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PLEASANT GROVE, Utah (KTVX) — A Utah business owner is suing pop star Taylor Swift for trademark infringement.

Federal court documents filed in the Utah District Court show Ken Bretschneider, the chief executive officer of Evermore Park in Pleasant Grove, Utah, has filed a lawsuit against Swift over her latest album “Evermore.”

Ken Bretschneider

Documents filed Tuesday show 12 pieces of evidence supporting Bretschneider’s case, including Google search results for Evermore, items of clothing with branding and two letters from Swift’s counsel.

In the declaration filing, Bretschneider says the Utah theme park “has invested approximately $37,000,000 into the creation and promotion of Evermore Park and the EVERMORE trademarks.” That includes paying for advertising and promoting, purchasing the EVERMORE.COM domain and labor costs for advertising and promoting.

Since opening its doors in 2018, Bretschneider says, the theme park has welcomed over 140,000 guests. “Willow,” one of the songs on Swift’s album, has garnered over 124 million streams on Spotify alone.

Evermore Park also has “commissioned the creation of two original music scores that Evermore sells under the EVERMORE trademark through a variety of outlets, such as Apple Music.”

The lawsuit includes documents from the United States Patent and Trademark Office showing Evermore Park’s trademarks for clothing and the amusement park.

According to the album cover for Swift’s “evermore,” the album came after the singer-songwriter “just kept writing [tales]” stemming from “folklore,” her previous album.

PHOTOS: Utah’s Evermore Park

  • Evermore Construction
  • Evermore

Bretschneider has also included a cease-and-desist letter sent to Swift over her “pending applications including the EVERMORE trademark” dating back to mid-December 2020, just days after the album was released.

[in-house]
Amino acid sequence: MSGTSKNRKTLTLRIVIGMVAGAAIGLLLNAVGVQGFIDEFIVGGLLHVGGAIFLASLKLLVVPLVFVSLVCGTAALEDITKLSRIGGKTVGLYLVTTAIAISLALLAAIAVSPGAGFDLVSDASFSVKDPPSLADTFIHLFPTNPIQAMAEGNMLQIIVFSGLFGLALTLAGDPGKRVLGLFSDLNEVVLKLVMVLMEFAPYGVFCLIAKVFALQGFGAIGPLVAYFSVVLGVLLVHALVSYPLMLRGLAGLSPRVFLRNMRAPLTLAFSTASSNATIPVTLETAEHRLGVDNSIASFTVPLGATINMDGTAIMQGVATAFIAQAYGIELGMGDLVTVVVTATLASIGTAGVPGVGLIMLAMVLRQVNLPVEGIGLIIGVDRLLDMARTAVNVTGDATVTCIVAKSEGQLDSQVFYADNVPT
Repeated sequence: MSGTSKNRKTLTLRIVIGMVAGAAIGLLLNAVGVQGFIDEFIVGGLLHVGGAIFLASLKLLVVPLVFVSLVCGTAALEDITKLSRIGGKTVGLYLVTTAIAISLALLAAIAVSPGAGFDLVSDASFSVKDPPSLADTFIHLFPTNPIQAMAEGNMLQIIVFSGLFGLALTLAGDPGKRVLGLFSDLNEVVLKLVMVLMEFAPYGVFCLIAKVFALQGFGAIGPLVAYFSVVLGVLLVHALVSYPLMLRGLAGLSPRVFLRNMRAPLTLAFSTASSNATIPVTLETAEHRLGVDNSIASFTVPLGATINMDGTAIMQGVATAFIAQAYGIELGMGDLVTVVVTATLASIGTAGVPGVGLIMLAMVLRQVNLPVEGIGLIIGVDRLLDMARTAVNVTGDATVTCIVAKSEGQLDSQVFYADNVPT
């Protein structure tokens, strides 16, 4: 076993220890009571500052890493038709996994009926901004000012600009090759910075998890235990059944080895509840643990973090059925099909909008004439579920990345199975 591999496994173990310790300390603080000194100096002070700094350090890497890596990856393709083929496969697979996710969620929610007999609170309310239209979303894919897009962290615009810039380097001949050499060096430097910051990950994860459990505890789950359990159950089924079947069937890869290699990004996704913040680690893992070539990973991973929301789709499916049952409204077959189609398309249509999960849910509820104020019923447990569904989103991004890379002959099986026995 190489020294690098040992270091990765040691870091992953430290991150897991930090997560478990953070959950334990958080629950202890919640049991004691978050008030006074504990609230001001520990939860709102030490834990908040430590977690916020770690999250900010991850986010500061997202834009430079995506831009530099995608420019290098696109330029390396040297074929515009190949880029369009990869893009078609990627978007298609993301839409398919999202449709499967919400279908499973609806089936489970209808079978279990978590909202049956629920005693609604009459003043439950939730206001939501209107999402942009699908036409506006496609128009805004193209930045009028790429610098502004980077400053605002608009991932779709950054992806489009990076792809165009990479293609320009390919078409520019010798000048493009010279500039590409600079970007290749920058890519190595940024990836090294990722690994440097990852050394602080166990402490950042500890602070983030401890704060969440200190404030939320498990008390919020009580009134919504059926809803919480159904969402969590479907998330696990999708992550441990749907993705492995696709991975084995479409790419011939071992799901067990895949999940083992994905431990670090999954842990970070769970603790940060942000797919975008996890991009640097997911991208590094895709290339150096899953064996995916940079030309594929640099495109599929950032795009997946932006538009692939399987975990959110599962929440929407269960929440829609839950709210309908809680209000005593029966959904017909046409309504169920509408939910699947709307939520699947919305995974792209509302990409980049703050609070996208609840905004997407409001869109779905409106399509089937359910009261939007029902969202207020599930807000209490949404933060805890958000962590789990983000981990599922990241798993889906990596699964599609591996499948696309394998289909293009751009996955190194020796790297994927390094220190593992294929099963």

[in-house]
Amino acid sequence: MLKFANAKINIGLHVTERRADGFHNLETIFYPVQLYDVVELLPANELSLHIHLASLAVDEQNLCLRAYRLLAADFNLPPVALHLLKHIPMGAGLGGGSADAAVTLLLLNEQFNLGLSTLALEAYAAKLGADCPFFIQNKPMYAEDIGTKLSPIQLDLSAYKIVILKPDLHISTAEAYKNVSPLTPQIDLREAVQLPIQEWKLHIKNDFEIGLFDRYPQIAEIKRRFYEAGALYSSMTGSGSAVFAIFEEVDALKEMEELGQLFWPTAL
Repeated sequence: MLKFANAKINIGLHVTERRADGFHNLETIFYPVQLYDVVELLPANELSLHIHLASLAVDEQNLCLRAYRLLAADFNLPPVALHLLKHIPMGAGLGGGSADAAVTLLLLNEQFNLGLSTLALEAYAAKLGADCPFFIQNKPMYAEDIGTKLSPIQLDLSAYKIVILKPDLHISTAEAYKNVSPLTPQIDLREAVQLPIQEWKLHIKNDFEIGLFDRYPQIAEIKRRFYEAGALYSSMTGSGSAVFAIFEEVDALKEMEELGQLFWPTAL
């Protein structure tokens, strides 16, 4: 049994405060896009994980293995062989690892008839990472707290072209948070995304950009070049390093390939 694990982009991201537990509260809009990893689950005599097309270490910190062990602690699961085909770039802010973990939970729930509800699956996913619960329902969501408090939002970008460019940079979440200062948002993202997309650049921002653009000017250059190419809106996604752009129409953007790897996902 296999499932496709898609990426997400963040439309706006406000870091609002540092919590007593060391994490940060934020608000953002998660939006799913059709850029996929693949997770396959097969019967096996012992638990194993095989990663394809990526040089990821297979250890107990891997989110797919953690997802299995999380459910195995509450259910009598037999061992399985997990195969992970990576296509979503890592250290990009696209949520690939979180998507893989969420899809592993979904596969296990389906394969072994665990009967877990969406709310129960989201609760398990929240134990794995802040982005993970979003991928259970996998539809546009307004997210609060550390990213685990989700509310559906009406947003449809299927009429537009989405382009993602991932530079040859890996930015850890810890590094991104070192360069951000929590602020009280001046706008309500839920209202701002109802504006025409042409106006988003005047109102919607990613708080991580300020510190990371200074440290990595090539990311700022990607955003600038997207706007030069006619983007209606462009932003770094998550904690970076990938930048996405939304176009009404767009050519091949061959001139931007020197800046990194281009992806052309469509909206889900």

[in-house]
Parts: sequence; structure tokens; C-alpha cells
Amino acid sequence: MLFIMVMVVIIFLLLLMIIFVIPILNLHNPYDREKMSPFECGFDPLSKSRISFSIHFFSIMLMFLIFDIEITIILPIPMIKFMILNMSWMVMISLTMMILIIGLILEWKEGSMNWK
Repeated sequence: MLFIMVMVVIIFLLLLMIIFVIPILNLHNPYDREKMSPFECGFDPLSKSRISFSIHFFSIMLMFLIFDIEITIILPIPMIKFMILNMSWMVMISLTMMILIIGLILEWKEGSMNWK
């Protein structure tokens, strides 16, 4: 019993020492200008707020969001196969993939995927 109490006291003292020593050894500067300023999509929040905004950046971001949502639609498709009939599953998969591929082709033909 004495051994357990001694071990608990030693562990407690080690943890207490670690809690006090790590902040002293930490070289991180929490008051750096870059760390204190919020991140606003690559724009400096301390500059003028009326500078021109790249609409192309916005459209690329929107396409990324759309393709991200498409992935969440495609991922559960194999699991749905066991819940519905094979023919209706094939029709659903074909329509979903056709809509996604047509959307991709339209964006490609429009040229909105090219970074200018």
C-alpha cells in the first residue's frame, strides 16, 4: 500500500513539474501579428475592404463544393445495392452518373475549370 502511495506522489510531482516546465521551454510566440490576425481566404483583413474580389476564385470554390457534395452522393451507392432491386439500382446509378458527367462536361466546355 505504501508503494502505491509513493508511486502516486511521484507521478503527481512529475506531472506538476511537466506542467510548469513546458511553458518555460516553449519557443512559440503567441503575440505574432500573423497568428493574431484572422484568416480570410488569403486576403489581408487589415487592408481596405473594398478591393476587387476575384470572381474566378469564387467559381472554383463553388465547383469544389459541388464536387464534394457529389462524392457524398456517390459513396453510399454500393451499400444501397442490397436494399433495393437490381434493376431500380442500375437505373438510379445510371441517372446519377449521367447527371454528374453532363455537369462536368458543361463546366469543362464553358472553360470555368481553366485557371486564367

Andrea Measom, Evermore Park’s director of human resources, said she was asked by guests after the album release “whether the Evermore Album was the result of a collaboration between Evermore and Taylor Swift or some other type of relationship.” Other Evermore Park staff said the web traffic on their site “spiked dramatically” when Swift’s album was released.

The suit continues, adding that before the album was released, Evermore Park’s website was in the top results of a Google search of “evermore.” After the album release, that was no longer the case.

Swift’s legal team says the claims of trademark infringement are baseless, adding that the addition of “Taylor Swift … Album” around evermore makes the trademark different, which is allowed under U.S. law. They added that while the theme park frequently uses an all upper-case spelling of Evermore, the album uses a lower-case spelling.

In a letter to Evermore Park’s legal team, Swift’s legal team includes screengrabs of Twitter posts — which appear to have since been deleted — in which Evermore Park has “intentionally traded off and taken advantage of this alleged attention in a transparent attempt to try to create an association between your client and ours.”

In a second letter, Swift’s legal team said, “There is no basis for your client’s claim that the Swift Parties’ use of the term ‘evermore’ infringes any trademark rights it may have.”

Swift has faced other pushback over her songs, including “Shake It Off” and, most recently, accusations about the ‘folklore’ logo being copied from a Black-owned business called The Folklore.

There are no future hearings related to this lawsuit at this time.